11. Asphodel, Lancashire, Asphodehis lutens. St. 

Mammertus, archbishop of Vienna, 477. 

12. Iris, German, Iris Germanica. St. Gerinanus, 

patriarch of Constantinople, 733. 

13. Comfrey, common, Symphytum officinalis. St. 

John the silent, bishop, 558. 

14. Peony, common, Pseonia officinalis, and Peony, 

corrallinc, P. corrallina. St. Pontius, 258. 

15. Poppy, Welsh, Papavtr cambricum. St. 

Dympna, seventh century. 

16. Star of Bethlehem, great, Ornilhogalum umbel- 

latum. St. John Nepomucene, 1383. 

17. Poppy, early red, Papaver argemone. St. 

Paschal, 1592. 

18. Mouse-ear, or Hawkwced, Hieracium pilosella. 

St. Eric, King of Sweden, 1151. 

19. Monk's hood, Aconilum napellus. St. Dun- 

stan, archbishop of Canterbury, 988. 

20. Horse Chestnut, ^Eschylus hippocastanum. 

St. Bernardine of Sienna, 1444.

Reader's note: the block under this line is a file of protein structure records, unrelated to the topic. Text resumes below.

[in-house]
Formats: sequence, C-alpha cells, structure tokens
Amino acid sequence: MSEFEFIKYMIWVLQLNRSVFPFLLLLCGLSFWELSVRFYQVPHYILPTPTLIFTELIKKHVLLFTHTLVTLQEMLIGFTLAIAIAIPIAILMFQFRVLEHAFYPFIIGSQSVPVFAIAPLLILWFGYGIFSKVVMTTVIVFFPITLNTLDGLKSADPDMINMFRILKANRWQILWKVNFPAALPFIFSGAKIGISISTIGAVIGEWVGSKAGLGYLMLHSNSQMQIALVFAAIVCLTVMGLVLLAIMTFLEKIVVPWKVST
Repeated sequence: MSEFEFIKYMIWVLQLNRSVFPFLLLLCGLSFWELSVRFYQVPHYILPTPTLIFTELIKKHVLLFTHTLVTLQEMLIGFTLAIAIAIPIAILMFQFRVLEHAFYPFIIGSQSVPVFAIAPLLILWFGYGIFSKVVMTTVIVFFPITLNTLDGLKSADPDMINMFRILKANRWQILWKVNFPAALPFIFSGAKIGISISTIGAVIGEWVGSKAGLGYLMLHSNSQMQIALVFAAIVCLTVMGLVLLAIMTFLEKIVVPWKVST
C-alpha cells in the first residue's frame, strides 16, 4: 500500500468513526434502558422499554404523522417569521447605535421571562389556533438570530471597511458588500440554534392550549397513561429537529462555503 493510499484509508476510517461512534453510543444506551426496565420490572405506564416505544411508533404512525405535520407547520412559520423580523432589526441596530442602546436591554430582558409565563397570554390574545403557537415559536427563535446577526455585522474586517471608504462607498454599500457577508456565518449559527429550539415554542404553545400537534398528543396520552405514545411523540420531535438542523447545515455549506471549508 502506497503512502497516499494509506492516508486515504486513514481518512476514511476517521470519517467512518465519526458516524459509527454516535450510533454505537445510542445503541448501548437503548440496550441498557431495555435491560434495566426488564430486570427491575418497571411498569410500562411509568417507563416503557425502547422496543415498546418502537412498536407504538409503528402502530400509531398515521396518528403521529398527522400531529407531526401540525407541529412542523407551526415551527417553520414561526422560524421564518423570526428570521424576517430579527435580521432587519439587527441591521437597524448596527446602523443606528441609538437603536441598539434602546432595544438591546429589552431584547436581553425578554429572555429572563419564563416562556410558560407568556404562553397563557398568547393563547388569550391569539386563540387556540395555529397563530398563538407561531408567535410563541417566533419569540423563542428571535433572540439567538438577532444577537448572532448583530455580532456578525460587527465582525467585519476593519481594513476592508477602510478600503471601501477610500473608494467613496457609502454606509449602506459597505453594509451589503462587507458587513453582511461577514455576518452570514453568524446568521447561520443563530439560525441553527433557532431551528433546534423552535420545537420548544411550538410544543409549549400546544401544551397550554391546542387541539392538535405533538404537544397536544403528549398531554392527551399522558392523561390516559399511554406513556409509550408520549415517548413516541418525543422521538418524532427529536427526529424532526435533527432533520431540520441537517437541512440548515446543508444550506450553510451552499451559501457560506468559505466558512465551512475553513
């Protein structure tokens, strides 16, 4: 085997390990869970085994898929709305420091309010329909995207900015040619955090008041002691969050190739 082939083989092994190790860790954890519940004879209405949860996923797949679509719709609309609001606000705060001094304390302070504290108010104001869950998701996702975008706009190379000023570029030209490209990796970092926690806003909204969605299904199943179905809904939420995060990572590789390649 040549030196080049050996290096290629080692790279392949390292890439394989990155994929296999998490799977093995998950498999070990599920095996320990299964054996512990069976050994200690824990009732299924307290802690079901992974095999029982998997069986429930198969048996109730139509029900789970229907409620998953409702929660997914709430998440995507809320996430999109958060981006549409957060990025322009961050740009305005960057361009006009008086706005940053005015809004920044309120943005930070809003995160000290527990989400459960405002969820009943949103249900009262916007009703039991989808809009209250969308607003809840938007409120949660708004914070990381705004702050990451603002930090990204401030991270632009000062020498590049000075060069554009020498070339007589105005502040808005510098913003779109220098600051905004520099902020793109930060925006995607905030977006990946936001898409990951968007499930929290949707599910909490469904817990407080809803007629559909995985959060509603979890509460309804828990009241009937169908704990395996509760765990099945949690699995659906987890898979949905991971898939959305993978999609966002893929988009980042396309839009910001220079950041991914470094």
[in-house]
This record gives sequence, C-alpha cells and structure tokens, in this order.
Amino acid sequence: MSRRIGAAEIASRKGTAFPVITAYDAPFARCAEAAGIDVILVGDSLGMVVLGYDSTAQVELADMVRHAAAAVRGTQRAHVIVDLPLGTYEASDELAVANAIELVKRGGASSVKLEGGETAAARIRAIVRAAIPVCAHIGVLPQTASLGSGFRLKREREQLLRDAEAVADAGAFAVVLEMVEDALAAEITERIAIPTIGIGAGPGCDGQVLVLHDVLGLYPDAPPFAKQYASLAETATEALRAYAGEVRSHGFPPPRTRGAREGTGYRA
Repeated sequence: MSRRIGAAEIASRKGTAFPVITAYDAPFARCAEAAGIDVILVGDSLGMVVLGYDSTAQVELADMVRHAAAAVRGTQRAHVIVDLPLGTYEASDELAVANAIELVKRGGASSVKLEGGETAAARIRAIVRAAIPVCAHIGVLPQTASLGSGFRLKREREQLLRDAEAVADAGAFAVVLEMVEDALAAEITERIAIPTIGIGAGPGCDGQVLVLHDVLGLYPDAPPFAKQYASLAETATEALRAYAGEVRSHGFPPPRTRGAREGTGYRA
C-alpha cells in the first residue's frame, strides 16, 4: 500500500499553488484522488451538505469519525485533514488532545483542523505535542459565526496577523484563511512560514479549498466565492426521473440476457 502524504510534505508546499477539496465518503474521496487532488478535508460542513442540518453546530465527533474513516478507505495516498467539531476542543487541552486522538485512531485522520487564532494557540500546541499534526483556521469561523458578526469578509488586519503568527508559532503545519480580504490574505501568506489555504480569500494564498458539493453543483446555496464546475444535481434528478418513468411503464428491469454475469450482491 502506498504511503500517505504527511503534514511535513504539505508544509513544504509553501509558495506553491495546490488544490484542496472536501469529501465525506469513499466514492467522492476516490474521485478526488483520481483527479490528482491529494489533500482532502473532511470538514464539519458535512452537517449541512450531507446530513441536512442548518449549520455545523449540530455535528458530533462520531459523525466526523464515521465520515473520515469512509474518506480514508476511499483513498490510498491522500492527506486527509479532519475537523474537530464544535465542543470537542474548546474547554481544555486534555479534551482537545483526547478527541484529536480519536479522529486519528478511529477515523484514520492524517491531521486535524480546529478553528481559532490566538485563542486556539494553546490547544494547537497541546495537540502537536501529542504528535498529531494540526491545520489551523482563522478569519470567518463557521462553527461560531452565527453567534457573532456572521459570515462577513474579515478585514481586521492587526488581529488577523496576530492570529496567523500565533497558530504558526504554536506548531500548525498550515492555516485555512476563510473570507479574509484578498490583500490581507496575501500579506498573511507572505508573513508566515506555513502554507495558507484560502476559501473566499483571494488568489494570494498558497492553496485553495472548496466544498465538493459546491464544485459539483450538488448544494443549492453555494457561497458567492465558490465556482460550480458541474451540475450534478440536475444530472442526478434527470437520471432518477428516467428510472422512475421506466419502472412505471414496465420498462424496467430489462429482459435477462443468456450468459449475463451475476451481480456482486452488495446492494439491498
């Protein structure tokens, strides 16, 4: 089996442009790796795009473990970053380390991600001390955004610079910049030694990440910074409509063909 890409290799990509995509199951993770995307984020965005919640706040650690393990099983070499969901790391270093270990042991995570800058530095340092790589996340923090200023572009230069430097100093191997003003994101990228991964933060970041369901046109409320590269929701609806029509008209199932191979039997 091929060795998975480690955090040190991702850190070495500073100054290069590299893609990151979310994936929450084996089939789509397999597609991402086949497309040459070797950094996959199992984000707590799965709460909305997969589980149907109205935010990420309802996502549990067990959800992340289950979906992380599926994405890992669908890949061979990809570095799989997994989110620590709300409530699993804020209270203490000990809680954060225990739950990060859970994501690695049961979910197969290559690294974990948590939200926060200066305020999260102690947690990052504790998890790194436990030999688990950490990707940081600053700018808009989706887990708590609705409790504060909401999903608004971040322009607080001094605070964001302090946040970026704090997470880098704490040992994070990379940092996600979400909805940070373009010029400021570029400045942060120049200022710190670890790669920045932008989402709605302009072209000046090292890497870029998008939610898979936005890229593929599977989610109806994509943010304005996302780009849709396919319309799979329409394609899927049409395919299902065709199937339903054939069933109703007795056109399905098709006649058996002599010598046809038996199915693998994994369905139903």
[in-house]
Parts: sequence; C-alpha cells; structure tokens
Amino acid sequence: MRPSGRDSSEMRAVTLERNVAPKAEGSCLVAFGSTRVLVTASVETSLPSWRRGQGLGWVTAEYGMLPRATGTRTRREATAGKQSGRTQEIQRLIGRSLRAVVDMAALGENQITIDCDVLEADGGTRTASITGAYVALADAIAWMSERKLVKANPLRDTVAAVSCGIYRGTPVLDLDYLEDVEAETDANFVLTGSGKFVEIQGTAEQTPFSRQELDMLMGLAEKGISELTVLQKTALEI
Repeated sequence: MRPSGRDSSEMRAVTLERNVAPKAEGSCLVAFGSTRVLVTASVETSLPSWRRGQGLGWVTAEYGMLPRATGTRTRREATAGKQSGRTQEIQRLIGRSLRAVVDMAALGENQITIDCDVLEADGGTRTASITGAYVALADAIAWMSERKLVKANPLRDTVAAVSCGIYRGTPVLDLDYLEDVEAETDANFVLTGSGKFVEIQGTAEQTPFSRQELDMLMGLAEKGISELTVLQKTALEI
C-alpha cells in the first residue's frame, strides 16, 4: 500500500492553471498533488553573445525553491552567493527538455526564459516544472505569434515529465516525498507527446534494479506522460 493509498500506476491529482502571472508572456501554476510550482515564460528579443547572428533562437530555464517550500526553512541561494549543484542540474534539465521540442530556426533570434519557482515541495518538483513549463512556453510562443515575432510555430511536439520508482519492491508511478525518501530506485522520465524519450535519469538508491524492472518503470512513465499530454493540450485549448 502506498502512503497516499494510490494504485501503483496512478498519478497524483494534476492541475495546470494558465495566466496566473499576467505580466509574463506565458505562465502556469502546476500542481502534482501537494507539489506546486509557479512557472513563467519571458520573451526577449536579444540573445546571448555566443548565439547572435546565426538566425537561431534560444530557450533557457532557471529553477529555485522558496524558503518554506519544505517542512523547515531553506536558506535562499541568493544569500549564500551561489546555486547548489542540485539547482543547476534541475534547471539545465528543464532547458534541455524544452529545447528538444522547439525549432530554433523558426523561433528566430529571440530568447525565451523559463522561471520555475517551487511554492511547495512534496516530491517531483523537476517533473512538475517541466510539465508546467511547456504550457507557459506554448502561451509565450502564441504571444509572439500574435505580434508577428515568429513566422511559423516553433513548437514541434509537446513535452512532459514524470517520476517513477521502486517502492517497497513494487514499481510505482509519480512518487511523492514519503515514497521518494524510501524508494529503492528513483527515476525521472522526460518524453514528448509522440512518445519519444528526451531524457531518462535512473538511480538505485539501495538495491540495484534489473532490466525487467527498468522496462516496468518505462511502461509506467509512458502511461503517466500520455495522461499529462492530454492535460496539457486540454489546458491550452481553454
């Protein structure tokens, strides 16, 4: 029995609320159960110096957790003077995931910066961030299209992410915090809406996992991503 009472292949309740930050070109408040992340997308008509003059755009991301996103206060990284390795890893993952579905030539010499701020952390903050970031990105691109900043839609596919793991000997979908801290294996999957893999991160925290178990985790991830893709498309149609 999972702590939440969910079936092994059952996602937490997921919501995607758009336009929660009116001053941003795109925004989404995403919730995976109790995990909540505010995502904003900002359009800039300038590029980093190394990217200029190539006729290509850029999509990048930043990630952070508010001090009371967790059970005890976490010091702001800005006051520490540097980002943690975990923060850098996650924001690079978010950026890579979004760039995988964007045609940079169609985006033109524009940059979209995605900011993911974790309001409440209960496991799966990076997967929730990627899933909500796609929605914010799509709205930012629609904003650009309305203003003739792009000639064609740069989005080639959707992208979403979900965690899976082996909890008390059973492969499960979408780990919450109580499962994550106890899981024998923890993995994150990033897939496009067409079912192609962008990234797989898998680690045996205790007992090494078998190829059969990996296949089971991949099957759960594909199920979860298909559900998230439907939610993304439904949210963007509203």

21. Ragged Robin, Lychnis fos cvculi. St. Felix 

of Cantalico, 1587. 


22. Star of Bethlehem, yellow, Tragopogon pra- 

tensis. St. Yvo, 1303. 

23. Lilac, Syringa vulgaris. St. Julia, fifth cen- 

24 Poppy, monkey, Papaver orientale. St. Vin- 
cent, of Lerins, 450. 

25. Herb Bennet, common, Geum urbanum. St. 

Urban, Pope, 223. 

26. Rhododendron, purple, Rhododendron ponti- 

cum. St. Augustine, archbishop of Canter- 
bury, 604. 
Azalea, yellow, Azalea pontica. St. Philip 
Neri, 1595. 

27. Buttercup, Ranunculus acris. St. John, Pope, 

Bachelor's Button, yellow, Ranunculus acris 
plenus. St. Bede. 735. 

28. Iris, lurid, Iris lurida. St. Germain, bishop of 

Paris, 576. 

29. Blue-bottle, Centaurea mo?itana. St. Cyril, 

about 275. 

30. Spearwort, lesser, Ranunculus Jlammula. St. 

Ferdinand III. Confessor, King of Castile 
and Leon, 1252. 

31. Lily, yellow Turk's cap, Lilium pomponium.